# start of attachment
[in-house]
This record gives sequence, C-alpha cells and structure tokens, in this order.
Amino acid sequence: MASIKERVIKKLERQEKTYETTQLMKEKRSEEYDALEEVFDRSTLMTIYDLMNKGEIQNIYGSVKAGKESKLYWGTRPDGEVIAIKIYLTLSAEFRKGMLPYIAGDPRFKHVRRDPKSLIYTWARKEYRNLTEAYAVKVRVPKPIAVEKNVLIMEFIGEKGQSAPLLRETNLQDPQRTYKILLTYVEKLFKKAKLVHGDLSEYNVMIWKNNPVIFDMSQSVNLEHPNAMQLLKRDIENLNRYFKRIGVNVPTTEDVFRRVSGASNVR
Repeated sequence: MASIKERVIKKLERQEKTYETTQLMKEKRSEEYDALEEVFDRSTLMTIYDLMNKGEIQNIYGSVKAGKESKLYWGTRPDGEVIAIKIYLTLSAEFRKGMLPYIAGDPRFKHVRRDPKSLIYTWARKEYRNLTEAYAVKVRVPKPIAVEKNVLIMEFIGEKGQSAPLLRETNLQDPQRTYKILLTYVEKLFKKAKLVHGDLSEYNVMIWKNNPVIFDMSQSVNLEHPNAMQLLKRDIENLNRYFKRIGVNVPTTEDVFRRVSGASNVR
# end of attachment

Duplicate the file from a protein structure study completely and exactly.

[in-house]
This record gives sequence, C-alpha cells and structure tokens, in this order.
Amino acid sequence: MASIKERVIKKLERQEKTYETTQLMKEKRSEEYDALEEVFDRSTLMTIYDLMNKGEIQNIYGSVKAGKESKLYWGTRPDGEVIAIKIYLTLSAEFRKGMLPYIAGDPRFKHVRRDPKSLIYTWARKEYRNLTEAYAVKVRVPKPIAVEKNVLIMEFIGEKGQSAPLLRETNLQDPQRTYKILLTYVEKLFKKAKLVHGDLSEYNVMIWKNNPVIFDMSQSVNLEHPNAMQLLKRDIENLNRYFKRIGVNVPTTEDVFRRVSGASNVR
Repeated sequence: MASIKERVIKKLERQEKTYETTQLMKEKRSEEYDALEEVFDRSTLMTIYDLMNKGEIQNIYGSVKAGKESKLYWGTRPDGEVIAIKIYLTLSAEFRKGMLPYIAGDPRFKHVRRDPKSLIYTWARKEYRNLTEAYAVKVRVPKPIAVEKNVLIMEFIGEKGQSAPLLRETNLQDPQRTYKILLTYVEKLFKKAKLVHGDLSEYNVMIWKNNPVIFDMSQSVNLEHPNAMQLLKRDIENLNRYFKRIGVNVPTTEDVFRRVSGASNVR